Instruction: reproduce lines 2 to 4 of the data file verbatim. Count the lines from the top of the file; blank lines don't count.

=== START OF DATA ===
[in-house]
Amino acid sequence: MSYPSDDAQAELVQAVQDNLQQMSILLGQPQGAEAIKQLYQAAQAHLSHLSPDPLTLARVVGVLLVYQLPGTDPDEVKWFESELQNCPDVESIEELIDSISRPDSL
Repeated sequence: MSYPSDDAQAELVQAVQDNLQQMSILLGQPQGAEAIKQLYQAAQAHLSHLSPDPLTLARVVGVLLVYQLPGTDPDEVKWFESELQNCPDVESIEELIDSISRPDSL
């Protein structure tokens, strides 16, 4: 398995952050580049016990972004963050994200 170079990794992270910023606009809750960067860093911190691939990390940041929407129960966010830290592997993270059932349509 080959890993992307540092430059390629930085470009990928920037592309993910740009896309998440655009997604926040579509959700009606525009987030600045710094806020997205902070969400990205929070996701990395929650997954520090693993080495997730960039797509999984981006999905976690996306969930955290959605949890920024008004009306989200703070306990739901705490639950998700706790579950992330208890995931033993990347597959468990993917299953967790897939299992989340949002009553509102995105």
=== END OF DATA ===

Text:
Amino acid sequence: MSYPSDDAQAELVQAVQDNLQQMSILLGQPQGAEAIKQLYQAAQAHLSHLSPDPLTLARVVGVLLVYQLPGTDPDEVKWFESELQNCPDVESIEELIDSISRPDSL
Repeated sequence: MSYPSDDAQAELVQAVQDNLQQMSILLGQPQGAEAIKQLYQAAQAHLSHLSPDPLTLARVVGVLLVYQLPGTDPDEVKWFESELQNCPDVESIEELIDSISRPDSL
């Protein structure tokens, strides 16, 4: 398995952050580049016990972004963050994200 170079990794992270910023606009809750960067860093911190691939990390940041929407129960966010830290592997993270059932349509 080959890993992307540092430059390629930085470009990928920037592309993910740009896309998440655009997604926040579509959700009606525009987030600045710094806020997205902070969400990205929070996701990395929650997954520090693993080495997730960039797509999984981006999905976690996306969930955290959605949890920024008004009306989200703070306990739901705490639950998700706790579950992330208890995931033993990347597959468990993917299953967790897939299992989340949002009553509102995105």